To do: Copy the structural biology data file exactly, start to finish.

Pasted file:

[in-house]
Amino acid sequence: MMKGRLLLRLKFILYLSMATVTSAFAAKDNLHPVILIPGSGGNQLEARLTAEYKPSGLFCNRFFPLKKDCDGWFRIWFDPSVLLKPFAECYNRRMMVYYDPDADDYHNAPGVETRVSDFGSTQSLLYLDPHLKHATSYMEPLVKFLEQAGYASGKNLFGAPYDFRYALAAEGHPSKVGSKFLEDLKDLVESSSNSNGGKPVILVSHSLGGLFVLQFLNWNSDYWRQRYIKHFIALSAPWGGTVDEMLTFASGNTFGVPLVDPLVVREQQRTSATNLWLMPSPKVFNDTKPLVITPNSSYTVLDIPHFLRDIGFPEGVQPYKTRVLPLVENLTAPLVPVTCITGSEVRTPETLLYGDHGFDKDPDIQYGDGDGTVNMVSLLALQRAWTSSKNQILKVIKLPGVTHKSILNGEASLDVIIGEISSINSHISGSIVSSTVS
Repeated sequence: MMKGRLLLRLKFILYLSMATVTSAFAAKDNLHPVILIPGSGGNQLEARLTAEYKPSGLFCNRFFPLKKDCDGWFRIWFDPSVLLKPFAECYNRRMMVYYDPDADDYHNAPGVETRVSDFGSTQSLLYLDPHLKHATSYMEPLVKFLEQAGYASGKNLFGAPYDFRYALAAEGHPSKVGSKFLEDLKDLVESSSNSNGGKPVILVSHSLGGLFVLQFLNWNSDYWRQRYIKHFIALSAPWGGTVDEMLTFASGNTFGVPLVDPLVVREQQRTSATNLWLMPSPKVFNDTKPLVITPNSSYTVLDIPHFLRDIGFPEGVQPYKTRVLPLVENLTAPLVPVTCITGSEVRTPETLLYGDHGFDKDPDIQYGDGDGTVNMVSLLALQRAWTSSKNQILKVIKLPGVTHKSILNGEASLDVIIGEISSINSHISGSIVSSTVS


[in-house]
Amino acid sequence: MMKGRLLLRLKFILYLSMATVTSAFAAKDNLHPVILIPGSGGNQLEARLTAEYKPSGLFCNRFFPLKKDCDGWFRIWFDPSVLLKPFAECYNRRMMVYYDPDADDYHNAPGVETRVSDFGSTQSLLYLDPHLKHATSYMEPLVKFLEQAGYASGKNLFGAPYDFRYALAAEGHPSKVGSKFLEDLKDLVESSSNSNGGKPVILVSHSLGGLFVLQFLNWNSDYWRQRYIKHFIALSAPWGGTVDEMLTFASGNTFGVPLVDPLVVREQQRTSATNLWLMPSPKVFNDTKPLVITPNSSYTVLDIPHFLRDIGFPEGVQPYKTRVLPLVENLTAPLVPVTCITGSEVRTPETLLYGDHGFDKDPDIQYGDGDGTVNMVSLLALQRAWTSSKNQILKVIKLPGVTHKSILNGEASLDVIIGEISSINSHISGSIVSSTVS
Repeated sequence: MMKGRLLLRLKFILYLSMATVTSAFAAKDNLHPVILIPGSGGNQLEARLTAEYKPSGLFCNRFFPLKKDCDGWFRIWFDPSVLLKPFAECYNRRMMVYYDPDADDYHNAPGVETRVSDFGSTQSLLYLDPHLKHATSYMEPLVKFLEQAGYASGKNLFGAPYDFRYALAAEGHPSKVGSKFLEDLKDLVESSSNSNGGKPVILVSHSLGGLFVLQFLNWNSDYWRQRYIKHFIALSAPWGGTVDEMLTFASGNTFGVPLVDPLVVREQQRTSATNLWLMPSPKVFNDTKPLVITPNSSYTVLDIPHFLRDIGFPEGVQPYKTRVLPLVENLTAPLVPVTCITGSEVRTPETLLYGDHGFDKDPDIQYGDGDGTVNMVSLLALQRAWTSSKNQILKVIKLPGVTHKSILNGEASLDVIIGEISSINSHISGSIVSSTVS